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I have a SharePoint server have its configuration database, this server is down, when I try to access it it is gives me error:

"Cannot connect to the configuration database"

so I installed WSS 3.0 on another server and I created its configuration database, then I backed the old one up and restored it into the new server, and I have overwritten the old one in the restore action. Now when I open the Central Administration I have an error:

"HTTP/1.1 404 Connection: close Date: Thu, 16 Jul 2009 13:00:31 GMT Server: Microsoft-IIS/6.0 X-Powered-By: ASP.NET MicrosoftSharePointTeamServices: 12.0.0.6421"

The event log gives me that details:
An error has occurred while establishing a connection to the server. When connecting to SQL Server 2005, this failure may be caused by the fact that under the default settings SQL Server does not allow remote connections. (provider: Named Pipes Provider, error: 40 - Could not open a connection to SQL Server)

So... how can I extract the old data from the SharePoint server which is down onto the new fresh one, and how can I solve this problem?

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4 Answers 4

On the new box, go to the SQL Config Tools, and the Surface Area Config Manager. Click on Surface Area Config for Services and Connections. In the new window, click on Remote Connections and change it to Local and Remote Connections > TCP/IP only.

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Thanks Dan, I tried this ... it was actually as you told me to to, I did not changed any thing, the error still her :( –  Magdy Roshdy Jul 16 '09 at 14:02

Note the following from Restore a farm by using SQL Server tools (Windows SharePoint Services 3.0):

You cannot use the Office SharePoint Server 2007 restore feature to restore the configuration database or the Central Administration content database. You cannot use the SQL Server 2005 backup and restore tools to restore your configuration database to a different farm or topology configuration.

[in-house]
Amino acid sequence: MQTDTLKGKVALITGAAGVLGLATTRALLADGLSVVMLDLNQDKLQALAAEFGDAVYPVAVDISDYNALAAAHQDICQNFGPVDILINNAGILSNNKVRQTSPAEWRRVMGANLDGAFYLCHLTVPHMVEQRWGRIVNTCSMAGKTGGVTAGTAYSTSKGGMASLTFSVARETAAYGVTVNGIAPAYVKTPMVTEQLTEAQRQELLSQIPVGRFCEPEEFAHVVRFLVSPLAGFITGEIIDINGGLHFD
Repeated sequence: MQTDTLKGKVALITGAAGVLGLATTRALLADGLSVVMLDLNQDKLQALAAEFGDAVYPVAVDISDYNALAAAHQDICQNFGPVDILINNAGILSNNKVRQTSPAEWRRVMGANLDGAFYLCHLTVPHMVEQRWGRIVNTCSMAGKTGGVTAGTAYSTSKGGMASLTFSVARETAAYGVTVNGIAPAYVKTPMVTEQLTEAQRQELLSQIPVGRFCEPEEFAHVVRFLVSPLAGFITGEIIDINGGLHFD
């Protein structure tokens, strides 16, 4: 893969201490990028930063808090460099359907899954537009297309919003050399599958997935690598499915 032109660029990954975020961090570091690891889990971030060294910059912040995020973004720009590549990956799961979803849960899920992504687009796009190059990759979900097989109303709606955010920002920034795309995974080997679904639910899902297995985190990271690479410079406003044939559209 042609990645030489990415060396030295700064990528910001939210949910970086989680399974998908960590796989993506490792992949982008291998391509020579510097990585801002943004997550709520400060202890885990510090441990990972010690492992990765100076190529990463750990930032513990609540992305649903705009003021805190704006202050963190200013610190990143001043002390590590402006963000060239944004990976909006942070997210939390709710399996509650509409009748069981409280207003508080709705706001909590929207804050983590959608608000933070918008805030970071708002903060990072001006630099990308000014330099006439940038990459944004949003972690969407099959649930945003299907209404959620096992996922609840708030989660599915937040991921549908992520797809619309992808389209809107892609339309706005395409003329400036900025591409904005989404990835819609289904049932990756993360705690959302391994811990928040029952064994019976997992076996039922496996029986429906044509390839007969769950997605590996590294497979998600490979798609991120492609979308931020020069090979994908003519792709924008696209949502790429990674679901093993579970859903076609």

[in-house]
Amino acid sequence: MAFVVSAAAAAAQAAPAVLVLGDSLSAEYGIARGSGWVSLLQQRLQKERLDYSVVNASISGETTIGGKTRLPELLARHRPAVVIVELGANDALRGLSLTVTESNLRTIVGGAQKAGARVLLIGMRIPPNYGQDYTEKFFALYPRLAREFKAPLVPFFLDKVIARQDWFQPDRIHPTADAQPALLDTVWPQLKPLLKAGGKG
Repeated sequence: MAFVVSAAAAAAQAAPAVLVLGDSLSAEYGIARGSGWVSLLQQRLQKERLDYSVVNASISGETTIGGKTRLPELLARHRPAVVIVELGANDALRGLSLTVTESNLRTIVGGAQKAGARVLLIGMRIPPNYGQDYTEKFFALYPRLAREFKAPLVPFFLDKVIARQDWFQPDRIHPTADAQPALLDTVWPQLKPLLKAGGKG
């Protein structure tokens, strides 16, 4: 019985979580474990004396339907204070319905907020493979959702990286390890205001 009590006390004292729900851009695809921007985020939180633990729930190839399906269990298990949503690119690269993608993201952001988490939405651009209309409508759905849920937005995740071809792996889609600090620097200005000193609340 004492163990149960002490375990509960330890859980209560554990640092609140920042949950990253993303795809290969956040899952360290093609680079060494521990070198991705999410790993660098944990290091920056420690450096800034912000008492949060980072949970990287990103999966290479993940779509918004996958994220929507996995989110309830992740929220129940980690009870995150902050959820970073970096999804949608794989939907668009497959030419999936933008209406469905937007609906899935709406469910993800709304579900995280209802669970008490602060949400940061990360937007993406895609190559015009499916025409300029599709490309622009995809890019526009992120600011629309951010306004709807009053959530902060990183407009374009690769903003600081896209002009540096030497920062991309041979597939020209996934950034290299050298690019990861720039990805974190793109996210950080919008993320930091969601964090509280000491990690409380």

In my experience, moving the configuration database doesn't work too well. I have had more success recreating it using this sort of process.

However, why don't you look into why the configuration database isn't accessible? It seems like overkill to move the database without troubleshooting the problem first. There should be more details about what the problem is in the ULS logs in the '12 Hive', or perhaps even in the event viewer.

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The old server is hopeless case, it is a very long story ... you can check it here: serverfault.com/questions/41031/… Actually I have moved the configuration database because it is the only way I can fix this problem. The problem is that on the old server I can't open the Central Administration or the Configuration Tool, the database is so strange, it is internal database and no one can view its content. –  Magdy Roshdy Jul 19 '09 at 6:10
    
Hmmm... well if you are still struggling then recreating the config DB might be the best solution. At least you know that all of the data structures will be consistent and the product will behave as it should. –  Alex Angas Jul 20 '09 at 8:30

Have you tried connecting the farm to the old config database using the psconfig command?

Something like

psconfig -cmd configdb -connect -server <yoursqlservername> -database 
<yourconfigdatabasename> -user <yourusername> -password <youruserpassword> 
-admincontentdatabase <yourCAcontentdatabasename>
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I tried it but it gives me an error says the "The -connect command is invalid." ... I don't know but I don't have any content database, the configuration database is my content database. –  Magdy Roshdy Jul 19 '09 at 6:20
    
sorry, missed out the cmd parameter, I have edited and corrected the command above. –  Simon Fox Jul 19 '09 at 19:29

If the old server is still online why not simply figure out why the web farm can't connect to it and restore that connection?

Can you ping the SQL Server from the web farm? Can you telnet to the SQL Server port?

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The old database server is so complicated, it is so big story. –  Magdy Roshdy Jul 19 '09 at 6:21
    
Based on all the other problems it sounds like restoring the connection to the old SQL Server may be the easiest option. –  mrdenny Jul 19 '09 at 21:03

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